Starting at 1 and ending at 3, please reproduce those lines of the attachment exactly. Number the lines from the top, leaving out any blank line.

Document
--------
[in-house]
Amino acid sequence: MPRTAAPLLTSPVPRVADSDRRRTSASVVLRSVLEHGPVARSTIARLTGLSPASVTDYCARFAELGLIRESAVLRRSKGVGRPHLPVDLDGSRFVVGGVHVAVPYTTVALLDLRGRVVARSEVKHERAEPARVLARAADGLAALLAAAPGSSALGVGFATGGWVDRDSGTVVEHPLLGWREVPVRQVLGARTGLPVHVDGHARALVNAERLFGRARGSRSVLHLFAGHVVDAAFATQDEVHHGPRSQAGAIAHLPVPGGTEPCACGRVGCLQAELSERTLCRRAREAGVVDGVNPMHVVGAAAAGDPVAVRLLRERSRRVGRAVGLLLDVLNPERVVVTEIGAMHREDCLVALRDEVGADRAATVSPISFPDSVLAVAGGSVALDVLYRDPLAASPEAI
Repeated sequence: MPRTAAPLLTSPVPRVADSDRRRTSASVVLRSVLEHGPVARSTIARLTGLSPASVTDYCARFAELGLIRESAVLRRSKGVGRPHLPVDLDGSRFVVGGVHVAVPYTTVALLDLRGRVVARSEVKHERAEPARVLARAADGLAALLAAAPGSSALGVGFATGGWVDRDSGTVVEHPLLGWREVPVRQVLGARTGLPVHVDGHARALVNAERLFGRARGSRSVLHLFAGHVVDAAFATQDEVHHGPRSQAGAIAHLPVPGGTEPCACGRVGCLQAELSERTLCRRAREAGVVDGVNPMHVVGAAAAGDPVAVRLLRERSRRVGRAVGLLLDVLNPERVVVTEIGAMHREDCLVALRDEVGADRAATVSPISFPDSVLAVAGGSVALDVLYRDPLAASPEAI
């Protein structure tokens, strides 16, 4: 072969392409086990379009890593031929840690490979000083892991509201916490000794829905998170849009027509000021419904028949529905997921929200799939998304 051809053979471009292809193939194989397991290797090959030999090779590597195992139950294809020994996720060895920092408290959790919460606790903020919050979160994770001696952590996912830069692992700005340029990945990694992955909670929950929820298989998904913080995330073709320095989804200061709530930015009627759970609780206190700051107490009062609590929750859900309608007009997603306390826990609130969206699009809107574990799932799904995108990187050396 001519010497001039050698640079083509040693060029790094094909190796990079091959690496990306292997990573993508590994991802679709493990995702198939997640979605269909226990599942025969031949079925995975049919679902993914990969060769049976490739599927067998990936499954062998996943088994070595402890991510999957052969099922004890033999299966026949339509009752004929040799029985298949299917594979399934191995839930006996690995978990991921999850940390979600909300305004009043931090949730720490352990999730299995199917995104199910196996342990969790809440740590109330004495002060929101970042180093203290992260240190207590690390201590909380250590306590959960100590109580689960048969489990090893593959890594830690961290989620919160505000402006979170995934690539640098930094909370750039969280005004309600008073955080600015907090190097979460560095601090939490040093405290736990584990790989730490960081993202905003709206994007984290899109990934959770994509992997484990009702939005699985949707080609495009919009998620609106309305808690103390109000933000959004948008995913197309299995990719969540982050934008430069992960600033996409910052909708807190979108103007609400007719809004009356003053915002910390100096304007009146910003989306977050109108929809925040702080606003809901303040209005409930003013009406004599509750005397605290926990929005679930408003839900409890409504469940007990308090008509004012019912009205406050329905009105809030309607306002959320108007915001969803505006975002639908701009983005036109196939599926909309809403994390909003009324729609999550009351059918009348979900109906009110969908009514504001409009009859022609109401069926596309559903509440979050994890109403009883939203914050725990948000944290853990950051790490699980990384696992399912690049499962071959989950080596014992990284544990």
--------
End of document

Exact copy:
[in-house]
Amino acid sequence: MPRTAAPLLTSPVPRVADSDRRRTSASVVLRSVLEHGPVARSTIARLTGLSPASVTDYCARFAELGLIRESAVLRRSKGVGRPHLPVDLDGSRFVVGGVHVAVPYTTVALLDLRGRVVARSEVKHERAEPARVLARAADGLAALLAAAPGSSALGVGFATGGWVDRDSGTVVEHPLLGWREVPVRQVLGARTGLPVHVDGHARALVNAERLFGRARGSRSVLHLFAGHVVDAAFATQDEVHHGPRSQAGAIAHLPVPGGTEPCACGRVGCLQAELSERTLCRRAREAGVVDGVNPMHVVGAAAAGDPVAVRLLRERSRRVGRAVGLLLDVLNPERVVVTEIGAMHREDCLVALRDEVGADRAATVSPISFPDSVLAVAGGSVALDVLYRDPLAASPEAI
Repeated sequence: MPRTAAPLLTSPVPRVADSDRRRTSASVVLRSVLEHGPVARSTIARLTGLSPASVTDYCARFAELGLIRESAVLRRSKGVGRPHLPVDLDGSRFVVGGVHVAVPYTTVALLDLRGRVVARSEVKHERAEPARVLARAADGLAALLAAAPGSSALGVGFATGGWVDRDSGTVVEHPLLGWREVPVRQVLGARTGLPVHVDGHARALVNAERLFGRARGSRSVLHLFAGHVVDAAFATQDEVHHGPRSQAGAIAHLPVPGGTEPCACGRVGCLQAELSERTLCRRAREAGVVDGVNPMHVVGAAAAGDPVAVRLLRERSRRVGRAVGLLLDVLNPERVVVTEIGAMHREDCLVALRDEVGADRAATVSPISFPDSVLAVAGGSVALDVLYRDPLAASPEAI